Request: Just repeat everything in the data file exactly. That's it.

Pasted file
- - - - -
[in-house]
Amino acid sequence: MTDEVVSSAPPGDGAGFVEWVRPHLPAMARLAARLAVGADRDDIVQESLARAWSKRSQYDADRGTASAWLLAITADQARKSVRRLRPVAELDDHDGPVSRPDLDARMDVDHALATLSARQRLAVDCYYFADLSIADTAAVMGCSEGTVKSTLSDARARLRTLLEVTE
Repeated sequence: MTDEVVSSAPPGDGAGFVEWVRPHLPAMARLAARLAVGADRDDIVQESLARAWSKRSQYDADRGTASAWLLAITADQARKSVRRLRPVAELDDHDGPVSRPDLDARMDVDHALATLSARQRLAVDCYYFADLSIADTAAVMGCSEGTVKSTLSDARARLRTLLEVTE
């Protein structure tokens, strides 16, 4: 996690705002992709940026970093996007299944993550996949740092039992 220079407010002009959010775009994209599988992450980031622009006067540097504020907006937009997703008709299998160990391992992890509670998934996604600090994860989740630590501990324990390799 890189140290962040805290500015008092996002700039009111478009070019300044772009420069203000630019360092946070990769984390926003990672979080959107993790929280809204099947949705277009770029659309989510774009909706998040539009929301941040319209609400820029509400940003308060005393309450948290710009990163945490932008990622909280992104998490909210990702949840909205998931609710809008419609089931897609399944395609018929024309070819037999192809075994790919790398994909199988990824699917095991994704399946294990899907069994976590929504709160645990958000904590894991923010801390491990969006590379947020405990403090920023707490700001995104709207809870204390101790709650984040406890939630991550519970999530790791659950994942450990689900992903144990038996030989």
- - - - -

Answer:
[in-house]
Amino acid sequence: MTDEVVSSAPPGDGAGFVEWVRPHLPAMARLAARLAVGADRDDIVQESLARAWSKRSQYDADRGTASAWLLAITADQARKSVRRLRPVAELDDHDGPVSRPDLDARMDVDHALATLSARQRLAVDCYYFADLSIADTAAVMGCSEGTVKSTLSDARARLRTLLEVTE
Repeated sequence: MTDEVVSSAPPGDGAGFVEWVRPHLPAMARLAARLAVGADRDDIVQESLARAWSKRSQYDADRGTASAWLLAITADQARKSVRRLRPVAELDDHDGPVSRPDLDARMDVDHALATLSARQRLAVDCYYFADLSIADTAAVMGCSEGTVKSTLSDARARLRTLLEVTE
């Protein structure tokens, strides 16, 4: 996690705002992709940026970093996007299944993550996949740092039992 220079407010002009959010775009994209599988992450980031622009006067540097504020907006937009997703008709299998160990391992992890509670998934996604600090994860989740630590501990324990390799 890189140290962040805290500015008092996002700039009111478009070019300044772009420069203000630019360092946070990769984390926003990672979080959107993790929280809204099947949705277009770029659309989510774009909706998040539009929301941040319209609400820029509400940003308060005393309450948290710009990163945490932008990622909280992104998490909210990702949840909205998931609710809008419609089931897609399944395609018929024309070819037999192809075994790919790398994909199988990824699917095991994704399946294990899907069994976590929504709160645990958000904590894991923010801390491990969006590379947020405990403090920023707490700001995104709207809870204390101790709650984040406890939630991550519970999530790791659950994942450990689900992903144990038996030989």